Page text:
Friday, April 3, 2015

Getting Settled

A few weeks ago, we met with Powell's Repair Technician, Rachel Baker, to help explain why repairs take more than a day (follow this link to read the previous post).  She mentioned that things need to "settle," and when the flute is done changing, it's ready to go back to its owner.  Settling -- hmmm....  We were curious about which parts of the flute need to settle after repair, so we asked!

Rachel told us that every layer you add to the flute needs to settle.  This mainly refers to pads and key adjustments.  Both the pads and the adjustments are made with natural materials that will compress as the flute is played.  The pads have a natural skin covering, and the adjustments are either paper or cork.  These natural materials compress from the light pressure of your fingers closing the keys (which then presses the pad onto the edge of the tone hole) and the motion of the keys working together.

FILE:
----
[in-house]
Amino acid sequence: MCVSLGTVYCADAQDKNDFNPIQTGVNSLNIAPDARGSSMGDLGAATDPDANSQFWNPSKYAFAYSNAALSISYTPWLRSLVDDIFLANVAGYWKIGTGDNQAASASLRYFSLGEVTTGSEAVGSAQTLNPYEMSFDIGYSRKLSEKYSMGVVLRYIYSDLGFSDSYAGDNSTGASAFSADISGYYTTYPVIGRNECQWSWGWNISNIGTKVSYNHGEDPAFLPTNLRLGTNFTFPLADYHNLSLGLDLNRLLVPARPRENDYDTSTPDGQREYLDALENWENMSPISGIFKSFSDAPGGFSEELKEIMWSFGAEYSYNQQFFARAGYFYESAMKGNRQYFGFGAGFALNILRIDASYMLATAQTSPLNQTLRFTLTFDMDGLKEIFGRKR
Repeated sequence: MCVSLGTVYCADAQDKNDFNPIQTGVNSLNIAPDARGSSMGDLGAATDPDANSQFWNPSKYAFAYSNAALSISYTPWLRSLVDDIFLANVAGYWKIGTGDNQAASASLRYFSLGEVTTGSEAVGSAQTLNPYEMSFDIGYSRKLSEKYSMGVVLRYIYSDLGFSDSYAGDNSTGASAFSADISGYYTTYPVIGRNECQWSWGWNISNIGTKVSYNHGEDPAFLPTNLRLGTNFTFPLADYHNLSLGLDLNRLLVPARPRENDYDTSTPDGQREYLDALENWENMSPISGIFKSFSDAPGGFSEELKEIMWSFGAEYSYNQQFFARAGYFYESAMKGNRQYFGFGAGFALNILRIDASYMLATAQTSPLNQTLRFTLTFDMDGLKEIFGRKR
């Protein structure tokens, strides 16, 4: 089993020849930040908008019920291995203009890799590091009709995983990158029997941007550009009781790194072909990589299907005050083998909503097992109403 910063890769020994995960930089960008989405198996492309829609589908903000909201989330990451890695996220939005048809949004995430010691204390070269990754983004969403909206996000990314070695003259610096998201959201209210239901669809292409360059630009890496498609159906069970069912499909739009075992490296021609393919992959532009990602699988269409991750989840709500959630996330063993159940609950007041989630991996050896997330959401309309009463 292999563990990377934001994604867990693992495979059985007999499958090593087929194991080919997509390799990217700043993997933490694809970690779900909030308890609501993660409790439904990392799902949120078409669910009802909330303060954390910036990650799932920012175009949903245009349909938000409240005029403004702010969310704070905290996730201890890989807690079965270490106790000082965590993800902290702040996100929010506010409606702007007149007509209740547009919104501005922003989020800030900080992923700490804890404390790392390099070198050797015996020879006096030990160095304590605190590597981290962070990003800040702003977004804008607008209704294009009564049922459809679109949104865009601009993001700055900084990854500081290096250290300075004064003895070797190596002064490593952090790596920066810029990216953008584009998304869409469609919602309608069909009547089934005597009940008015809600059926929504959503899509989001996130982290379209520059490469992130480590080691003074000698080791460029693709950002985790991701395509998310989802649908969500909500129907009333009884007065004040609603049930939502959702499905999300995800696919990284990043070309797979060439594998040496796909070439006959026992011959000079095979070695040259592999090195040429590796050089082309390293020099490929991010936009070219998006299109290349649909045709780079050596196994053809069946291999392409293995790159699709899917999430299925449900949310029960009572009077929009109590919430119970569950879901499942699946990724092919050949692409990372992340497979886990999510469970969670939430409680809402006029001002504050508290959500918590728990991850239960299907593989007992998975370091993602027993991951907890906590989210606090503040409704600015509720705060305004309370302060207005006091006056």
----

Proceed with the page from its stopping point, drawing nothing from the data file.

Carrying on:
We also appreciated Rachel's metaphor for understanding the "settling" process.  She summed it up nicely by saying, "Pads take a while to find their home." So, whether a pad is replaced and shimmed or an existing pad is shimmed, it takes a while for the pad to settle once it is positioned back into its home -- the key cup!  And as for the adjustments, they need time to work with the keys in the mechanism.  Once the pads and adjustments are done compressing and "settled to where they are going to stay," the flute is ready! Rachel said that at this point, everything will stay stable for about a year, depending on how much you play (could be longer if you don't play much or shorter if you're doing a lot of playing). Then, it will be time to send in your flute for a C.O.A., and your flute will once again be settled in nicely before it comes back to you!

Rachel checking pad seating 

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